| Wild Life in Woods and Field|
|by Arabella Buckley|
|First volume in the Eyes and No Eyes series, introduces the youthful reader to the variety of animal and plant life that three children observe on their way to school through fields and woods. The goal of the series is to inspire children to become keen observers of wildlife and to heighten their curiosity about their natural surroundings. Eight color illustrations and numerous black and white drawings complement the text. 5.5 x 8.5 inches. Ages 7-9 |
WE are always glad when April comes. Then we can find many
flowers on our way to school. Even in February there
are snowdrops in the orchard and Peter knows where he
can some-times find a primrose or violet in flower.
But we cannot get a good bunch until April. Before that
the plants are busy growing their leaves.
The first bright flowers we find are the daffodils in
the fields, and the anemones in the woods. We call the
daffodils "Lent lilies" and we put them in the church
at Easter. They have very long, narrow leaves which
come straight out of the ground. Each flower hangs on
its own tall stalk. It has deep yellow tube in the
middle, with a crown of pale yellow leaves round it. If
you dig up a daffodil plant you will find that it has a
bulb like an onion. Paul says this is why it blooms so
early. It stores up food in the bulb in the autumn.
Then it uses this food in January to make its leaves
DAFFODILS AND ANEMONIES.
The wood-anemone is Peggy's favourite
 flower. It is called the "wind-flower" because it nods
so prettily in the wind. Its soft pink and white
flower stands high up on a long stalk, which has three
feathery green leaves half-way down. When the sun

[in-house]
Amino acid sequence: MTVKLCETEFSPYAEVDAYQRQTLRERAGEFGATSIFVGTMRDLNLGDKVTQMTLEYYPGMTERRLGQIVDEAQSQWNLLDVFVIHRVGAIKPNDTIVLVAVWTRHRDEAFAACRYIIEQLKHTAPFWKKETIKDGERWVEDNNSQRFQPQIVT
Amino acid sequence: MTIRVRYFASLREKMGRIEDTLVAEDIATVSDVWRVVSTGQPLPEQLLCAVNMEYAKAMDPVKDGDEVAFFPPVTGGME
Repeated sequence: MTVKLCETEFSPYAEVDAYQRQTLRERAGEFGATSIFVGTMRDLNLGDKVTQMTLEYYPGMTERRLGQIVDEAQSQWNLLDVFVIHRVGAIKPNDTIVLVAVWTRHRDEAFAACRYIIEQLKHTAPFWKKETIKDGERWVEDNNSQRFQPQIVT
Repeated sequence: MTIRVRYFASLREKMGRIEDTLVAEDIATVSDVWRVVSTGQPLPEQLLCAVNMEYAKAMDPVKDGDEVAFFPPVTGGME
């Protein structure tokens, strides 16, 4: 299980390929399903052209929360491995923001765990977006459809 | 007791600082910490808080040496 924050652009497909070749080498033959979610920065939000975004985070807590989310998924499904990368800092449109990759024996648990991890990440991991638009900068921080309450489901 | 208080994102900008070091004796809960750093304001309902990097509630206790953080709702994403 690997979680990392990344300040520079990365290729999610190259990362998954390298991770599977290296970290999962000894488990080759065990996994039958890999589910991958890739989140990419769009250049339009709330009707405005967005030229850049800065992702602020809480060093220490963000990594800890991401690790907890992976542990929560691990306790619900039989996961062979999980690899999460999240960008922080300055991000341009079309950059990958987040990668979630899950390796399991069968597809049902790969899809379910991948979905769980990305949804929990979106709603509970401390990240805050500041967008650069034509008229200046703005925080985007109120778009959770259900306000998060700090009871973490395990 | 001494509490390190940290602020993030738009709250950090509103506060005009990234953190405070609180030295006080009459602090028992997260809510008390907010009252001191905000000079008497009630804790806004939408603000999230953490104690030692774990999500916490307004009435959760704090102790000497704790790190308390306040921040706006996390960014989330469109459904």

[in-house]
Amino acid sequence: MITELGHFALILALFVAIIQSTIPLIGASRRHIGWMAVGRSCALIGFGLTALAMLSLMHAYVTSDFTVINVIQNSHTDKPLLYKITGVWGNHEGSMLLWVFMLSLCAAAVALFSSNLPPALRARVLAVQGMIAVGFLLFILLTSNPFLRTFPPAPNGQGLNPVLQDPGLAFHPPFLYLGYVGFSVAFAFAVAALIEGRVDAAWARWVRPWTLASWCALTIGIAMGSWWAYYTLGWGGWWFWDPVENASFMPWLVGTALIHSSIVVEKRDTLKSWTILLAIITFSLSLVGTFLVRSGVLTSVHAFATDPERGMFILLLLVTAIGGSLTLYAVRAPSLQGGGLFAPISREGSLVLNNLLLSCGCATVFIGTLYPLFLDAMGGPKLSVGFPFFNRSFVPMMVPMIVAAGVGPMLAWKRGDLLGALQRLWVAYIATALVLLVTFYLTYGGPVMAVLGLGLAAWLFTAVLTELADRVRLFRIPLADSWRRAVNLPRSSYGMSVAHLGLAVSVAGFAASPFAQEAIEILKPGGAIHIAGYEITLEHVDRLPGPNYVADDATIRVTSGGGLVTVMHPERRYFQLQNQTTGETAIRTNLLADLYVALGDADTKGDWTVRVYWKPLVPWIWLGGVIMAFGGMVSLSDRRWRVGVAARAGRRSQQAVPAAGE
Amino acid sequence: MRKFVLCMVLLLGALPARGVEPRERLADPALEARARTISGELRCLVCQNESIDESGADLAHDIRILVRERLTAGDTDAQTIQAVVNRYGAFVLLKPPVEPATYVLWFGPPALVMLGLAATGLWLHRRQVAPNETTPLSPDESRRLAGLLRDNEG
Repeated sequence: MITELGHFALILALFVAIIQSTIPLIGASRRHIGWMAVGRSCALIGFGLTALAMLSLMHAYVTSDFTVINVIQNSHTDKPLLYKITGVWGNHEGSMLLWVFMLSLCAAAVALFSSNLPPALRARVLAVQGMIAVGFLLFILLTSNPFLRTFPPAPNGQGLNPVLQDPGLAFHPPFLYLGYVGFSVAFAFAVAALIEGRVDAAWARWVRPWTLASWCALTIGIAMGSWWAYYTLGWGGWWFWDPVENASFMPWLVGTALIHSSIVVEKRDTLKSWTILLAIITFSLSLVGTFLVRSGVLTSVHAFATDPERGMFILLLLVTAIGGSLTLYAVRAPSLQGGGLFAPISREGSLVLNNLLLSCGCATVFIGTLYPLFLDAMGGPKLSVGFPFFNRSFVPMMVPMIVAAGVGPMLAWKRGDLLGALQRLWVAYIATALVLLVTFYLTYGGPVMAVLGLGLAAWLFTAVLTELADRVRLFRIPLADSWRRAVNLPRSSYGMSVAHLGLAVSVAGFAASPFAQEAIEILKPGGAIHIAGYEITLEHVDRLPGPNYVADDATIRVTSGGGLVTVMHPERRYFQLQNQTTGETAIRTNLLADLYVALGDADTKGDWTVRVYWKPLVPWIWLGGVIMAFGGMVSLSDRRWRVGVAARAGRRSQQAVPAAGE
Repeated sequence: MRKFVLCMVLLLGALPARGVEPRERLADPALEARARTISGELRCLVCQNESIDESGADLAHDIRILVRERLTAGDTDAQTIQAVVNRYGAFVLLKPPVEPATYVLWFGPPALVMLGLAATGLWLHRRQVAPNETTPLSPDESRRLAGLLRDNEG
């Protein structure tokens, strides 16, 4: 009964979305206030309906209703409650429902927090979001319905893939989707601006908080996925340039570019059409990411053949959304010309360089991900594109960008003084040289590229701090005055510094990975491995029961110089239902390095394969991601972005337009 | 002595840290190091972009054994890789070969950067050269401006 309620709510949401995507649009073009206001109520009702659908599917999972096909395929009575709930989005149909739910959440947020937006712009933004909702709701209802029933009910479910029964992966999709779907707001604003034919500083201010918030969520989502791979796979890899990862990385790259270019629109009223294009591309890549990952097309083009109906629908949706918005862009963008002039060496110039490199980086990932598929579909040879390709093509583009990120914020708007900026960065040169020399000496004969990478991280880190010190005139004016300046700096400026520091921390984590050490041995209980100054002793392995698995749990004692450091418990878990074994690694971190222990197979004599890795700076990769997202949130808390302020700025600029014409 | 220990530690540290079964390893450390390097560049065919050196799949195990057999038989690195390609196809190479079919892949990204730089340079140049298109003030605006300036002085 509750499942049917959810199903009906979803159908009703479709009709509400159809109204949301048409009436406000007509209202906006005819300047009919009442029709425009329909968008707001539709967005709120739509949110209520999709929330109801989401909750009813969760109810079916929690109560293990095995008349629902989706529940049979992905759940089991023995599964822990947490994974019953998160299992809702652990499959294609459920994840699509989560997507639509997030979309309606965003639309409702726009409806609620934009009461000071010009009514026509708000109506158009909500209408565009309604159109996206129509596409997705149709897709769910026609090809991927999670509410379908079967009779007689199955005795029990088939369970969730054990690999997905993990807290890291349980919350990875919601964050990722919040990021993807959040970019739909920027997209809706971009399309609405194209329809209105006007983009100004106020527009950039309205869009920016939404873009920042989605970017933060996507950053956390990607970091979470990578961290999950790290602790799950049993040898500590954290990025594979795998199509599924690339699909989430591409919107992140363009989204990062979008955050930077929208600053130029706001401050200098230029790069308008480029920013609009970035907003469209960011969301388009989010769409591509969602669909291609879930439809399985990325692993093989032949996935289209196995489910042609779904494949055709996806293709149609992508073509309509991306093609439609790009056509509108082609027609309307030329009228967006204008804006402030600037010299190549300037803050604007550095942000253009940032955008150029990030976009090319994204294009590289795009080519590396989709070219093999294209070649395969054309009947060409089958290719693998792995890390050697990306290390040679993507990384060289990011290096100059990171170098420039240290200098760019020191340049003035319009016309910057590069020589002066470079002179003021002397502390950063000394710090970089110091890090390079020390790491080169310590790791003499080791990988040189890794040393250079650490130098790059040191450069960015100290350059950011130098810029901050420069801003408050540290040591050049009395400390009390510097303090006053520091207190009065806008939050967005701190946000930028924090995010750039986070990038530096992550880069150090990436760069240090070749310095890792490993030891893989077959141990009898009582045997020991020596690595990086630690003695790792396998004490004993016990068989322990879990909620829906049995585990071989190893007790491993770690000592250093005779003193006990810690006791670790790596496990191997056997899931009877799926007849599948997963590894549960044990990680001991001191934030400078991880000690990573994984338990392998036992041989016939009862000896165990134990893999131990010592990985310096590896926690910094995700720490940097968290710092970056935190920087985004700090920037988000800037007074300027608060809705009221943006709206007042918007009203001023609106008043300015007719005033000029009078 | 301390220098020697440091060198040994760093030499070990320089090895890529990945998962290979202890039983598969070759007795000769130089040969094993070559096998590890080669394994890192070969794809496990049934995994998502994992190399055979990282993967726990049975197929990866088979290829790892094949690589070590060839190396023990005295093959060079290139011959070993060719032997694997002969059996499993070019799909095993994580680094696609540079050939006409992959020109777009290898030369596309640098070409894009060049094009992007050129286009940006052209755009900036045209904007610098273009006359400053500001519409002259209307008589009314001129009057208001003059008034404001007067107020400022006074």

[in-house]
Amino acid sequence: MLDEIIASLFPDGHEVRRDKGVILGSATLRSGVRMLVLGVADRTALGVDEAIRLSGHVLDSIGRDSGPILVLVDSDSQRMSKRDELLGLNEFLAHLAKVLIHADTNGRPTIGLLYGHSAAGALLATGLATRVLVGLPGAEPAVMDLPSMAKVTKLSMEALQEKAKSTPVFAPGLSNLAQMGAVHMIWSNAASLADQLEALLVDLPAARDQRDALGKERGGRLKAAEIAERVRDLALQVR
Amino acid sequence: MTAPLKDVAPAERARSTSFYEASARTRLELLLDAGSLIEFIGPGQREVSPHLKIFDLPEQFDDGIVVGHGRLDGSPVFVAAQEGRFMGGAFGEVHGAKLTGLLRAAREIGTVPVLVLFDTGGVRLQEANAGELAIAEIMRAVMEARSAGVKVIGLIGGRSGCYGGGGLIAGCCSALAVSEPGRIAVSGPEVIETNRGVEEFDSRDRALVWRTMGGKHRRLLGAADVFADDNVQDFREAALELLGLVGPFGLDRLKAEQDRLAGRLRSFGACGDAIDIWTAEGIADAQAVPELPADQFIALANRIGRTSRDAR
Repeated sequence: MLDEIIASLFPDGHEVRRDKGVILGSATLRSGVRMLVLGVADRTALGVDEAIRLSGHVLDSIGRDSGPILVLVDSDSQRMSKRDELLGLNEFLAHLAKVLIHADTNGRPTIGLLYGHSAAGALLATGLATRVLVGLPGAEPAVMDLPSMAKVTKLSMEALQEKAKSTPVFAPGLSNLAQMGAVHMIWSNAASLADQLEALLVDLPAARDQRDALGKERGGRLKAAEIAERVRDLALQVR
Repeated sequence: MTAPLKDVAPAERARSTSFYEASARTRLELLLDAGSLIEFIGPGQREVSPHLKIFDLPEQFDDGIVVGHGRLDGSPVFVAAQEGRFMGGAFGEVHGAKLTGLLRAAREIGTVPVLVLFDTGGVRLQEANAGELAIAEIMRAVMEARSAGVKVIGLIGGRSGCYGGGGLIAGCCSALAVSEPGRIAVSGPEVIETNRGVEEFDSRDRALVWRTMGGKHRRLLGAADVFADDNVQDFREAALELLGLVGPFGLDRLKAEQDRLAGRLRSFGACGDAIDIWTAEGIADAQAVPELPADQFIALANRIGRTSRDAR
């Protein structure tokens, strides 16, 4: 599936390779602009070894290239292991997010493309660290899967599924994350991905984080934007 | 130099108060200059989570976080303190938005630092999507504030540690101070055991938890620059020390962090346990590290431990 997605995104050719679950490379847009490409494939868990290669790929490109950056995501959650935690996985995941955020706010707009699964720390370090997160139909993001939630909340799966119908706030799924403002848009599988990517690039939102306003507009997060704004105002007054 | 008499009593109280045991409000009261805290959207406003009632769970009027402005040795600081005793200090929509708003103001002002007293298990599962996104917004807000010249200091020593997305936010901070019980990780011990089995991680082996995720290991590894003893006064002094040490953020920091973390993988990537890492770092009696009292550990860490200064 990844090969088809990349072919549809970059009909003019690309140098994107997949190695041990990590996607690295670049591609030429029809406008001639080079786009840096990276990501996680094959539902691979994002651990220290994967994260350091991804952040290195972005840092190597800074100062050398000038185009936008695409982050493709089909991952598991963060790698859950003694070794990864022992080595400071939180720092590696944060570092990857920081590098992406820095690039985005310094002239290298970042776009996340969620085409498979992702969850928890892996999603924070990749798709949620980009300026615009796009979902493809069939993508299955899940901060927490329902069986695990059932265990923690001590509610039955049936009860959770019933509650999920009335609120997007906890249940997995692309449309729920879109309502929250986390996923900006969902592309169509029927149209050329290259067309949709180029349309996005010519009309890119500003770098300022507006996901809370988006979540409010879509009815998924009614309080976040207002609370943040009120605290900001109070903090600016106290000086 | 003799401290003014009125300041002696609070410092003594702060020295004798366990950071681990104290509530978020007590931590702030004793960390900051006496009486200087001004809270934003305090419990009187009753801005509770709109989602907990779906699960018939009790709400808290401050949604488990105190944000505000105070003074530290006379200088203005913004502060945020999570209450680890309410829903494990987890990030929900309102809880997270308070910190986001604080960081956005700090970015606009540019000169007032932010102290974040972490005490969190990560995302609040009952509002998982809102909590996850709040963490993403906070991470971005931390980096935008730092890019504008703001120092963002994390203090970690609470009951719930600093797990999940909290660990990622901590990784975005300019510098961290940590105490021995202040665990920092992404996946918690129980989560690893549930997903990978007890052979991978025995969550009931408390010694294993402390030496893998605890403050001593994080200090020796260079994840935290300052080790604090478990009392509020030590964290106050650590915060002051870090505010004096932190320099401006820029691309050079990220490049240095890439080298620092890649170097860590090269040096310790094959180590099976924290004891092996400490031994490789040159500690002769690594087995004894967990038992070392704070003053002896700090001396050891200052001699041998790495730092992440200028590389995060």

shines, it is a little pink and white cup, and when the
clouds gather and the rain falls, it shuts up in a
tight bud, till sunshine comes again.
Peggy once bit one of the leaves of the anemone. It
burnt her tongue and tasted very bitter. Then Paul told
us that the plant is poisonous. This is one reason why
there are so many anemones in the wood. Animals will
not eat the leaves, but leave them alone to grow.
The anemone has not got a bulb. It has a
 thick brown stem under the ground in which it stores
Before the daffodils and anemones are over, the
primroses and violets cover the banks. It is pretty to
watch the primrose plant on a wet morning. The leaves
are not smooth. They have hills and valleys all along
them. The water runs so cleverly down the valleys of
the leaf. These guide it down to the roots, so that the
plants can drink.
How busy, too, the bees and flies are. They settle
first on one primrose then on another. We know what
they find there. If you pull off the yellow crown of
the primrose, and suck the end of the tube, you will
taste something sweet. This is the honey that the bees
come to find. And besides the honey they carry off some
yellow dust from flower to flower. Paul says this is
good for the flowers, as we shall learn some day.
The honey in the violets is not so easy to find. But we
have found it. When a violet looks straight at you, it
shows five purple leaves and a little yellow beak in
the middle. But if you look behind, you will find a
small long bag, like the finger of a glove. We have
often pulled this off and sucked it. It is full of
honey. When the bee sits on the flower, and thrusts her
head into the yellow beak in the middle, she sips out
 the honey with her tongue from the bag or spur behind
With primroses and violets and blue-bells the bees can
now find plenty of honey to fill their hives.
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